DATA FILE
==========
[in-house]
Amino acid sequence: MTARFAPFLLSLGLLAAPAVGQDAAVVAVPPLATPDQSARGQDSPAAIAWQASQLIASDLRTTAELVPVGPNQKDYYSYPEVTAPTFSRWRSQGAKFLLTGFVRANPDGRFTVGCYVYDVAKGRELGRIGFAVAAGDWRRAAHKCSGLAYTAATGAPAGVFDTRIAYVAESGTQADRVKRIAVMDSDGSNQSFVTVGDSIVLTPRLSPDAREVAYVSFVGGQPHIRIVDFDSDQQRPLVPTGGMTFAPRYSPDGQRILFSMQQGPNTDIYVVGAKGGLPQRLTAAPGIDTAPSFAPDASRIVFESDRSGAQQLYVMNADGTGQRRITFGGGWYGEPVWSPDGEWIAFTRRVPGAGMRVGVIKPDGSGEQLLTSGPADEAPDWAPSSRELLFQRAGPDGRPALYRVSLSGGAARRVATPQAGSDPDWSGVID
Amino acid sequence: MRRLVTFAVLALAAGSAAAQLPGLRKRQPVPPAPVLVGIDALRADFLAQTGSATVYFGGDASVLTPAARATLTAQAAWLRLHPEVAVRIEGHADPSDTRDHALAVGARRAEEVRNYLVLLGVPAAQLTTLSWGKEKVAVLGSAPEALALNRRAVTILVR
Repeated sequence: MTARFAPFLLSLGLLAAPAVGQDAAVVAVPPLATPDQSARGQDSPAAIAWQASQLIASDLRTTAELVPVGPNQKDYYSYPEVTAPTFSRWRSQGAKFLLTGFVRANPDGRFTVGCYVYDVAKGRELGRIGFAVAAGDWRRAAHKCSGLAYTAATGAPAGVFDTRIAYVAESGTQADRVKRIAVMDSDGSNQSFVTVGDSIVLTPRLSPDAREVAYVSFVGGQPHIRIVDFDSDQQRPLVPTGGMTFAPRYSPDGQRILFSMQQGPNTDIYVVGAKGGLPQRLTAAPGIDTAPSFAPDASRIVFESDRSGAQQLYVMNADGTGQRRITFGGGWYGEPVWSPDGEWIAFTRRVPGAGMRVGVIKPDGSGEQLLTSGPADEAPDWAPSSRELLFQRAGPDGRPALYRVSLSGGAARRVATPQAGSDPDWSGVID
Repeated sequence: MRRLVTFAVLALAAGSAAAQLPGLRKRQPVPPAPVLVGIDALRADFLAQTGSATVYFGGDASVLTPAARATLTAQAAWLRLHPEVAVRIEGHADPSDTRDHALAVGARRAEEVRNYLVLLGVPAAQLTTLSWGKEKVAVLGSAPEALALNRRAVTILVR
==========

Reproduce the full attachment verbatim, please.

[in-house]
Amino acid sequence: MTARFAPFLLSLGLLAAPAVGQDAAVVAVPPLATPDQSARGQDSPAAIAWQASQLIASDLRTTAELVPVGPNQKDYYSYPEVTAPTFSRWRSQGAKFLLTGFVRANPDGRFTVGCYVYDVAKGRELGRIGFAVAAGDWRRAAHKCSGLAYTAATGAPAGVFDTRIAYVAESGTQADRVKRIAVMDSDGSNQSFVTVGDSIVLTPRLSPDAREVAYVSFVGGQPHIRIVDFDSDQQRPLVPTGGMTFAPRYSPDGQRILFSMQQGPNTDIYVVGAKGGLPQRLTAAPGIDTAPSFAPDASRIVFESDRSGAQQLYVMNADGTGQRRITFGGGWYGEPVWSPDGEWIAFTRRVPGAGMRVGVIKPDGSGEQLLTSGPADEAPDWAPSSRELLFQRAGPDGRPALYRVSLSGGAARRVATPQAGSDPDWSGVID
Amino acid sequence: MRRLVTFAVLALAAGSAAAQLPGLRKRQPVPPAPVLVGIDALRADFLAQTGSATVYFGGDASVLTPAARATLTAQAAWLRLHPEVAVRIEGHADPSDTRDHALAVGARRAEEVRNYLVLLGVPAAQLTTLSWGKEKVAVLGSAPEALALNRRAVTILVR
Repeated sequence: MTARFAPFLLSLGLLAAPAVGQDAAVVAVPPLATPDQSARGQDSPAAIAWQASQLIASDLRTTAELVPVGPNQKDYYSYPEVTAPTFSRWRSQGAKFLLTGFVRANPDGRFTVGCYVYDVAKGRELGRIGFAVAAGDWRRAAHKCSGLAYTAATGAPAGVFDTRIAYVAESGTQADRVKRIAVMDSDGSNQSFVTVGDSIVLTPRLSPDAREVAYVSFVGGQPHIRIVDFDSDQQRPLVPTGGMTFAPRYSPDGQRILFSMQQGPNTDIYVVGAKGGLPQRLTAAPGIDTAPSFAPDASRIVFESDRSGAQQLYVMNADGTGQRRITFGGGWYGEPVWSPDGEWIAFTRRVPGAGMRVGVIKPDGSGEQLLTSGPADEAPDWAPSSRELLFQRAGPDGRPALYRVSLSGGAARRVATPQAGSDPDWSGVID
Repeated sequence: MRRLVTFAVLALAAGSAAAQLPGLRKRQPVPPAPVLVGIDALRADFLAQTGSATVYFGGDASVLTPAARATLTAQAAWLRLHPEVAVRIEGHADPSDTRDHALAVGARRAEEVRNYLVLLGVPAAQLTTLSWGKEKVAVLGSAPEALALNRRAVTILVR